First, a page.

24th February – Arvo Part
|Part (born 11th September 1935) is our composer for 24th February, to mark Independence Day in Estonia.|
|Lifespan: Still alive|
|Genre: 20th Century|
|Education: Tallinn Conservatory|
|Fame Ranking: 2|
Arvo Part is probably Estonia’s most famous classical composer. He showed his talent early, and received his musical education first at a local music school and later at Estonia’s best music conservatory in the capital, Tallinn. Just a few years after Part’s birth, Estonia was occupied by the Soviet Union and remained under its rule until 1991. During this time, access to Western music was severely restricted, and Part could only broaden his musical horizons by procuring illegal cassette tapes and musical scores to study.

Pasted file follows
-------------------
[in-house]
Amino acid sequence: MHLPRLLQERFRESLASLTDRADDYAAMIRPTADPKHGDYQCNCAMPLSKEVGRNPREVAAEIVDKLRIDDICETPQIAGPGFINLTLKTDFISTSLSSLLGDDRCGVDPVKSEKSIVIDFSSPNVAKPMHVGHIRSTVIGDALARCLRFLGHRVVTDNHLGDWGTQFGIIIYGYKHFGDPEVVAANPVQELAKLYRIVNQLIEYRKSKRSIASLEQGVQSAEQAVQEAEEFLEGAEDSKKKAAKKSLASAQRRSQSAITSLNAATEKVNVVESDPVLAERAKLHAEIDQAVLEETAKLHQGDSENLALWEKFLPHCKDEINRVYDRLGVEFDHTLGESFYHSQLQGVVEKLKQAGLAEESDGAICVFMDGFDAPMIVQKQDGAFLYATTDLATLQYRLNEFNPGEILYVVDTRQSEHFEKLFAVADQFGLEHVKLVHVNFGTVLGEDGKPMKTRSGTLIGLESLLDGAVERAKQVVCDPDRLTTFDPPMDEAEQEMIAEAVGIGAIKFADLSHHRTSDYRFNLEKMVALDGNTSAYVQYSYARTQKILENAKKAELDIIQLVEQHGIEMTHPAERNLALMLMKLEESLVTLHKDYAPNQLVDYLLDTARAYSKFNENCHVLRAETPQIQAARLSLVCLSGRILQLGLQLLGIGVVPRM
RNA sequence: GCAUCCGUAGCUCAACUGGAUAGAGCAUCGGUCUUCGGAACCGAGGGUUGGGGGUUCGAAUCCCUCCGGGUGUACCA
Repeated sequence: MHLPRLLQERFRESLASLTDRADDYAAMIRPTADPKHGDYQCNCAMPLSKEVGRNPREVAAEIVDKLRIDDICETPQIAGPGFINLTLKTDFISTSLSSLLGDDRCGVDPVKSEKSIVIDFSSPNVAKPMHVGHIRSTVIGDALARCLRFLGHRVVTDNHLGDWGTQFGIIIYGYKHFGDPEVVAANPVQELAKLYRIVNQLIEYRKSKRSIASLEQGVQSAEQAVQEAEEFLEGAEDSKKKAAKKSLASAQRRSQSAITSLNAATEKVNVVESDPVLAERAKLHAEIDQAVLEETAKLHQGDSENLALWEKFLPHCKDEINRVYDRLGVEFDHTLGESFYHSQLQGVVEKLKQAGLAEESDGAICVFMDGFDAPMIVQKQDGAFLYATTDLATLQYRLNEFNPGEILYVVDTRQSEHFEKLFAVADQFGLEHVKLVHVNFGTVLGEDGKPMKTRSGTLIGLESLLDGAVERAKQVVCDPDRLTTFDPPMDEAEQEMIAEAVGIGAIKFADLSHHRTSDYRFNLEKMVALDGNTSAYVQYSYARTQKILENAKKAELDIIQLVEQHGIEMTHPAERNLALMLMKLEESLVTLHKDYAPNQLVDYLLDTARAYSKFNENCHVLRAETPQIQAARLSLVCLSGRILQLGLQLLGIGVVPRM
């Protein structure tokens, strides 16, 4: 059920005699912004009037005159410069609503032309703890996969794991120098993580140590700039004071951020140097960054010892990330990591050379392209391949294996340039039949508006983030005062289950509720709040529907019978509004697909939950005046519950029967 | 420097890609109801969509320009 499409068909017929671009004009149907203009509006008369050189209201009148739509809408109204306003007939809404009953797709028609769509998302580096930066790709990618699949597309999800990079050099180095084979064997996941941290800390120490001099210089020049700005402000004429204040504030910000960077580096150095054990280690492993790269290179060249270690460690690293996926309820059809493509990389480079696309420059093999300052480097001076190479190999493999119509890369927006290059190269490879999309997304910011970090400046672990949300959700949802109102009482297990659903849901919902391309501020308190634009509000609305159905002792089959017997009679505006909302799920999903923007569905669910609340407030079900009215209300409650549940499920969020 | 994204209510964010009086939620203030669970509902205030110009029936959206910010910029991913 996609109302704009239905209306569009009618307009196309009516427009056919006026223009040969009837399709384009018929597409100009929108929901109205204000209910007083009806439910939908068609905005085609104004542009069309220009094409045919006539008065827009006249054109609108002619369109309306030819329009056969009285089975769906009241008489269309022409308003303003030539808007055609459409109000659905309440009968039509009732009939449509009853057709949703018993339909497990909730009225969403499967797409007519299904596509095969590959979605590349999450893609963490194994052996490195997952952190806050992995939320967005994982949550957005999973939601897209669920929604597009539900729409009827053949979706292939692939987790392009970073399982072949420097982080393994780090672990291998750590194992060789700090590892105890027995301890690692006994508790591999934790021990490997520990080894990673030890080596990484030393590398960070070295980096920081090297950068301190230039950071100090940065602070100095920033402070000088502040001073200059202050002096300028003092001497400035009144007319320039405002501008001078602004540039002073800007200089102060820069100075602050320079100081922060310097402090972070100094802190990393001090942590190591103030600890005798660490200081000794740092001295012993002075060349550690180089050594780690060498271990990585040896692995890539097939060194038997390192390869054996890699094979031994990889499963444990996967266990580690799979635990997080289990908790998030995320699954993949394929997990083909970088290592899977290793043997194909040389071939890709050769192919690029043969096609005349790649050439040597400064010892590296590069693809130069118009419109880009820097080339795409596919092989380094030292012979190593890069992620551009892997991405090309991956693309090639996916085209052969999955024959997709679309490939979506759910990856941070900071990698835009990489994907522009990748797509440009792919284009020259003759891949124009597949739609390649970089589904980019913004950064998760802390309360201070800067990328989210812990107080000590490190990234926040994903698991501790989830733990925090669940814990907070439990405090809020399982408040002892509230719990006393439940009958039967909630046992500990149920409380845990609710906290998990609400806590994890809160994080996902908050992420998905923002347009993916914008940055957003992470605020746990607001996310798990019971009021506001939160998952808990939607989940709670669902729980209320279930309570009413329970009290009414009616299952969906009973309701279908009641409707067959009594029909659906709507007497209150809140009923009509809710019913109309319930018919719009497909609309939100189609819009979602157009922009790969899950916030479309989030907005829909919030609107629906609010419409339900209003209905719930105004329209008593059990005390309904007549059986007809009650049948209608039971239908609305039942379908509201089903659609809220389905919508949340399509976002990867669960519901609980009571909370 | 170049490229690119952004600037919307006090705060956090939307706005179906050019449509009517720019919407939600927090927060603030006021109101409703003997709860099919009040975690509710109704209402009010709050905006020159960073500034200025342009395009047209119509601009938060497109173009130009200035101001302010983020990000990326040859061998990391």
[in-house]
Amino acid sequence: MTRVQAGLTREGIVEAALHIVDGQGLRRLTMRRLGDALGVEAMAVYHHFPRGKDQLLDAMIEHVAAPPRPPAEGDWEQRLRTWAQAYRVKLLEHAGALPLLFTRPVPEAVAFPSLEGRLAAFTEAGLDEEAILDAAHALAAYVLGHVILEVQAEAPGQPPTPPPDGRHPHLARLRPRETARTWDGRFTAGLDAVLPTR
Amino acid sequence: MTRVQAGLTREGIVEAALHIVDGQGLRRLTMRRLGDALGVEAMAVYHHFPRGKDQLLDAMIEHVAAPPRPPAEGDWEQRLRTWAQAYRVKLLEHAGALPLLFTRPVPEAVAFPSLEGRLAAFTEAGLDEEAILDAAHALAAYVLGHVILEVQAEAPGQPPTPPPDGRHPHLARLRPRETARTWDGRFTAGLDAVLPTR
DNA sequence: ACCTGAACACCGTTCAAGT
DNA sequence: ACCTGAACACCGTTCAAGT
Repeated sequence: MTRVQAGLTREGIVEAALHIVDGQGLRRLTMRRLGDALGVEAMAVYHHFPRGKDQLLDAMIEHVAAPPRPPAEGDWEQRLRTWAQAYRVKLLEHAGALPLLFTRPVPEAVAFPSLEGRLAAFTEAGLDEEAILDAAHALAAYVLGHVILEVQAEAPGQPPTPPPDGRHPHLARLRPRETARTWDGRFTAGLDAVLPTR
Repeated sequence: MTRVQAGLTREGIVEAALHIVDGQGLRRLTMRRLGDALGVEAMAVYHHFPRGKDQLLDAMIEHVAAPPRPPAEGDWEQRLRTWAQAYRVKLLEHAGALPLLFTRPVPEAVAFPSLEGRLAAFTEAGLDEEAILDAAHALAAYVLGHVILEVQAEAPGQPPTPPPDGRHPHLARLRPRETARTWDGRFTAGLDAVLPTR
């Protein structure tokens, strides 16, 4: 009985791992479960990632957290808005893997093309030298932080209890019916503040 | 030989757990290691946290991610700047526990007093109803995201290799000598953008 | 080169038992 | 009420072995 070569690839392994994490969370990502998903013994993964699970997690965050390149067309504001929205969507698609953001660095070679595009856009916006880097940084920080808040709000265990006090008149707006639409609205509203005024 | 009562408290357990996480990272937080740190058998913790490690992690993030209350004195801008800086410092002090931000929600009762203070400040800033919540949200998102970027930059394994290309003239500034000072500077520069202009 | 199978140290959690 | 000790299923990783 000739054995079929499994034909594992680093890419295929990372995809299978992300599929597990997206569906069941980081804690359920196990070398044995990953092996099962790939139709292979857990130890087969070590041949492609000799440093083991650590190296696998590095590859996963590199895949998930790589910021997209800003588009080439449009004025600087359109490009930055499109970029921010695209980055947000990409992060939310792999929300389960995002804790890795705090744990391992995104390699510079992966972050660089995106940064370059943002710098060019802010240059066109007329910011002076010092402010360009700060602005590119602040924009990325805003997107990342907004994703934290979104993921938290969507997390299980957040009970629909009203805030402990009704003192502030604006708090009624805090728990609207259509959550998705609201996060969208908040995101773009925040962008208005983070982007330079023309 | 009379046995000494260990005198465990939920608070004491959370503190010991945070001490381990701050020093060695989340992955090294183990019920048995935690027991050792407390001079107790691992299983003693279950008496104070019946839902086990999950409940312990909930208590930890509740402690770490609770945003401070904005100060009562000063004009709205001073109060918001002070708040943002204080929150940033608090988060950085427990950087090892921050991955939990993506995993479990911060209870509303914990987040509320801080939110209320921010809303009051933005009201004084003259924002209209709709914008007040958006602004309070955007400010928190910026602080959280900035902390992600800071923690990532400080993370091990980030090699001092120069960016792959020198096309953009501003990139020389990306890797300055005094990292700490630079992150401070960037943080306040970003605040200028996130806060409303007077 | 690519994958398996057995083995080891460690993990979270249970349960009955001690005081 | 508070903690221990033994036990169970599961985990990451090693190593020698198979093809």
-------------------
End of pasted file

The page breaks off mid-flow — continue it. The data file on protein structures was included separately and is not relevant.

In his earliest compositions, Part was interested in atonal music and the avant-garde techniques popularized by Schoenberg. However, this type of music was scorned by the Soviet regime, who believed that music should be composed “for the people” and should be jolly, nationalistic and tuneful. Part was heavily criticized and he reacted by withdrawing from composition almost entirely, rather devoting his time to contemplative listening. He was particularly keen on Gregorian chants and choral music from the 14th – 16th centuries.
When Part began to compose again, he had assimilated this study of ancient music and changed his own style radically. Part invented his own composition technique, which is called “tintinnabuli”, meaning “bell-like”. This is a slow, meditative minimalist approach to composition, which has proved to be hugely popular, gaining Part worldwide recognition.
Here is Part’s “Magnificat”:
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- It's OK
Listen to more works by Part – click the box!